Among men presenting with clinical suspicion for PCa, addition of MRI increases detection of clinically significant cancers while reducing prostate biopsy rates when implemented in a clinical practice setting.

 

Editorial: Multiparametric MRI for prostate cancer detection: do clinical trial findings reflect real‐world practice?

‘First, do no harm’; with this in mind, researchers in urology strive to minimize the burden of overdiagnosis and overtreatment of prostate cancer. A promising tool in this arena is multiparametric (mp)MRI, which has been shown in a large‐scale randomized clinical trial to enhance the ability of prostate biopsy to detect clinically significant prostate cancer [1]. The extent to which findings from an idealized trial protocol extend to ‘real‐world’ clinical practice, however, remains largely unknown.

In this issue of BJUI, Shah et al. [2] aimed to fill this knowledge gap by investigating the impact of mpMRI‐guided biopsy on the detection rates of clinically significant prostate cancer in two large academic centres. The authors studied men with an elevated PSA presenting over a 3‐year span (2011–2014); 1020 men underwent mpMRI and 788 did not. Those in the MRI group had higher detection rates of both overall and clinically significant prostate cancer, defined as any Gleason score ≥7 on fusion or standard 12‐core TRUS biopsies, Gleason 6 with a lesion volume >0.5 cm3 volume on MRI, or Gleason 6 with >2 cores positive and/or >50% of any core involved with cancer on biopsy according to Epstein’s criteria, as well as a lower detection rate of clinically insignificant cancer.

The study provides timely implications for both patients and physicians, providing further insight into how findings from clinical trials [1,3] compare with real‐life practice. In fairness, the bulk of patients and clinicians do not follow strict study protocols for both decision‐making and interpretation of results, but rather assess very individual situations. A recent study by Bukavina et al. [4] showed that urologists and radiation oncologists largely perceive mpMRI guidance for targeted biopsies as valuable tools to improve prostate cancer stratification, but only a quarter of respondents reported implementation into their own clinical practice. This underlines some of the challenges of widespread implementation of mpMRI despite strong belief in its value.

Another strength of the study by Shah et al. is the exclusion of men who underwent mpMRI after negative biopsy in the PSA‐only group. This allows the isolation of the impact of mpMRI on downstream biopsy outcomes. A previous study that investigated targeted vs non‐targeted biopsies enrolled a cohort of men who all underwent mpMRI [5], which precludes any assessment of how mpMRI may impact the detection of clinically significant prostate cancer. Shah et al. [2] also astutely tracked detection rates of clinically significant and insignificant prostate cancer. Since the process of diagnosing prostate cancer is not without morbidity, it is crucial to understand the extent to which mpMRI can prevent the diagnosis of clinically indolent cancers.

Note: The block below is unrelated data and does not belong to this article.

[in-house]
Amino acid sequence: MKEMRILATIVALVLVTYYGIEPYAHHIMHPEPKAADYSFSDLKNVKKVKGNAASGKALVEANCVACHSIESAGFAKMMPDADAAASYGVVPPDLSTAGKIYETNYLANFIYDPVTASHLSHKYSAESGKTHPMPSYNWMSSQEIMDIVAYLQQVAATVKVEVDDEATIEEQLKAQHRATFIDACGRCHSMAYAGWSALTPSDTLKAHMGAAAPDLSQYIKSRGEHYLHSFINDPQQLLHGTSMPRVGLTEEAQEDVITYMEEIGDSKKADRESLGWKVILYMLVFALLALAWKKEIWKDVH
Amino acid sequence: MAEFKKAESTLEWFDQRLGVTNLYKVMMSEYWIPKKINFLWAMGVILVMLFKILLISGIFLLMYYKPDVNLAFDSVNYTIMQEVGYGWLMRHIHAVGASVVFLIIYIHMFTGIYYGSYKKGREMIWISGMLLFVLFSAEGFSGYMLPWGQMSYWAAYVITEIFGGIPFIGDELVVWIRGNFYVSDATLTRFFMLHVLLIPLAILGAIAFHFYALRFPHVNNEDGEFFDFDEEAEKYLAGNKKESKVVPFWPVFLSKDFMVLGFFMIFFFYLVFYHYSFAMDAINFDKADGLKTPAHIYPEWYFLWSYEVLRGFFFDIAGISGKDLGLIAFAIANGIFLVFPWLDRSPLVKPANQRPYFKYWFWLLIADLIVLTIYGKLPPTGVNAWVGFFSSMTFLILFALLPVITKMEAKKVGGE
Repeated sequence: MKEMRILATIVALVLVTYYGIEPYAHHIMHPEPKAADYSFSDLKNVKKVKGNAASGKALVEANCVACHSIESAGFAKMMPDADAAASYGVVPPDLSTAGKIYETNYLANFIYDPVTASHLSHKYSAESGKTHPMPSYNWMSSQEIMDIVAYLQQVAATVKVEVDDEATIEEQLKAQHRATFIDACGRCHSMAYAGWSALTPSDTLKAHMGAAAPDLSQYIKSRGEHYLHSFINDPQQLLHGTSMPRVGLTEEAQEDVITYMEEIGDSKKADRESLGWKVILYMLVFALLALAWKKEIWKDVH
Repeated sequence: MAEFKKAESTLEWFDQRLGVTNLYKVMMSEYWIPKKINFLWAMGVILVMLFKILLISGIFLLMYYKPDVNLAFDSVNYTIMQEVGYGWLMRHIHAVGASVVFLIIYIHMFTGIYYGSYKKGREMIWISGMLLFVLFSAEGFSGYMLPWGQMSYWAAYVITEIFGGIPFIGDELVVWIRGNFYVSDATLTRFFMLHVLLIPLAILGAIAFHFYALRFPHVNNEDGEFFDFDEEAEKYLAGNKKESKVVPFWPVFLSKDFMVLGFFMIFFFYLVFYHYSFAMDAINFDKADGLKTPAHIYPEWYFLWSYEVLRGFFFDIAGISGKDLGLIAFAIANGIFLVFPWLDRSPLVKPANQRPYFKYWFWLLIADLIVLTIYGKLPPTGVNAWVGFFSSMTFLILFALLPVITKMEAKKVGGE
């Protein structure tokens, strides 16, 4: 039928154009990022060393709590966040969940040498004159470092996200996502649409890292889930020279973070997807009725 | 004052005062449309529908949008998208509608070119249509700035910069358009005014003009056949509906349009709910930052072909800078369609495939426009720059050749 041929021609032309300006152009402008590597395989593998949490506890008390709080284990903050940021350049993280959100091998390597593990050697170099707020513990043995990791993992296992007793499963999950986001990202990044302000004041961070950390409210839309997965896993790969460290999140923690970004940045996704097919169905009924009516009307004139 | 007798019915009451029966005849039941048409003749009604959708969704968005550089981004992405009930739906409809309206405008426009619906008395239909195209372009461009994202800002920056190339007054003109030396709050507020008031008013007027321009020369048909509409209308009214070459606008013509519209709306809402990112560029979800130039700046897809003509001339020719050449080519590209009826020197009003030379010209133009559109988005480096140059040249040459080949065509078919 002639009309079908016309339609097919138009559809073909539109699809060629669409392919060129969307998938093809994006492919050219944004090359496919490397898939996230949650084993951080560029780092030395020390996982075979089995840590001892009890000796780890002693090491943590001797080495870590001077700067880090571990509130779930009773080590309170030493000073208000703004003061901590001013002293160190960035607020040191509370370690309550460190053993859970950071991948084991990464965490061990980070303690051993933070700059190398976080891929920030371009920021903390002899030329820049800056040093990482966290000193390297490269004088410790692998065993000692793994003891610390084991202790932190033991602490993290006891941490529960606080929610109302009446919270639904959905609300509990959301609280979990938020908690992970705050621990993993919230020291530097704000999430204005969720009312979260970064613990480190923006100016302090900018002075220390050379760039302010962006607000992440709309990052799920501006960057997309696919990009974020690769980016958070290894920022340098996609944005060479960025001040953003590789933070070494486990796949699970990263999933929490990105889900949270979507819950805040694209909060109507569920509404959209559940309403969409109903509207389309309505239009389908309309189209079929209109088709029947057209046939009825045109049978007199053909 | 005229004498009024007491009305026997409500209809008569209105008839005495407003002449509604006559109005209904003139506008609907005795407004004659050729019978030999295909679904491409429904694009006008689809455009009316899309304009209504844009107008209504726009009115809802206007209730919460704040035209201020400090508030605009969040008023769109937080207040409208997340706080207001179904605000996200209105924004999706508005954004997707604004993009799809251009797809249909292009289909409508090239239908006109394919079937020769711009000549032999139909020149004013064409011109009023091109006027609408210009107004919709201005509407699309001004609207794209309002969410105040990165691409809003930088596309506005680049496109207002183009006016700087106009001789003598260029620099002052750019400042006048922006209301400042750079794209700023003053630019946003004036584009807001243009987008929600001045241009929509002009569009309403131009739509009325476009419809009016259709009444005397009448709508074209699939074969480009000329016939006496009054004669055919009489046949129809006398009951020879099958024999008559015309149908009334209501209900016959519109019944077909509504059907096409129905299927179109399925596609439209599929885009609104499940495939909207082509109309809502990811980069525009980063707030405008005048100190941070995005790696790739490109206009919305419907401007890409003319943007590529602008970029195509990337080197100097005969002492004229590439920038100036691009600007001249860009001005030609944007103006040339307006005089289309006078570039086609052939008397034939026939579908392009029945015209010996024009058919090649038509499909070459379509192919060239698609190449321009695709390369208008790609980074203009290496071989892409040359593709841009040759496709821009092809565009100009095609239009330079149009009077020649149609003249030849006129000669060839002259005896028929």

Important questions regarding the challenges of widespread implementation of mpMRI for prostate cancer detection remain unanswered by the study of Shah et al. The study participants were gathered from large academic centres with readily available equipment, infrastructure and physician expertise to maximize favourable detection outcomes; however, these results may not be representative of the community setting. Additionally, >20% of men who did not undergo mpMRI did not do so because of a lack of insurance approval. This may reflect socio‐economic differences between the groups and also relates to the high costs of mpMRI that make routine implementation difficult [6]. Lastly, the presented findings mostly apply to positive mpMRI scans; the number of underdiagnosed men with negative scans may only be speculated upon, given the lack of follow‐up data in this population. It remains fundamentally important to improve the management of men with elevated PSA levels and negative findings on MRI.

Nonetheless, the present study demonstrates that research findings find their way into clinical practice. In essence, we are doing well, but we can do better.

by Marieke J. Krimphove, Sean A. Fletcher and Quoc‐Dien Trinh

 

References

  1. Kasivisvanathan V, Rannikko AS, Borghi M et al. MRI‐targeted or standard biopsy for prostate‐cancer diagnosis. N Engl J Med 2018378: 1767–77
  2. Shah PH, Patel VR, Moreira DM et al. Implementation of multiparametric magnetic resonance imaging technology for evaluation of patients with suspicion for prostate cancer in the clinical practice setting. BJU Int 2019123: 239–45
  3. Ahmed HU, El‐Shater Bosaily A, Brown LC et al. Diagnostic accuracy of multi‐parametric MRI and TRUS biopsy in prostate cancer (PROMIS): a paired validating confirmatory study. Lancet 2017389: 815–22
  4. Bukavina L, Tilburt JC, Konety B et al. Perceptions of prostate MRI and fusion biopsy of radiation oncologists and urologists for patients diagnosed with prostate cancer: results from a national survey. Eur Urol Focus 2018; [Epub ahead of print]
  5. Pokorny MR, de Rooij M, Duncan E et al. Prospective study of diagnostic accuracy comparing prostate cancer detection by transrectal ultrasound–guided biopsy versus magnetic resonance (MR) imaging with subsequent MR‐guided biopsy in men without previous prostate biopsies. Eur Urol 201466: 22–9
  6. Kim SJ, Vickers AJ, Hu JC. Challenges in adopting level 1 evidence for multiparametric magnetic resonance imaging as a biomarker for prostate cancer screening. JAMA Oncol 2018; [Epub ahead of print]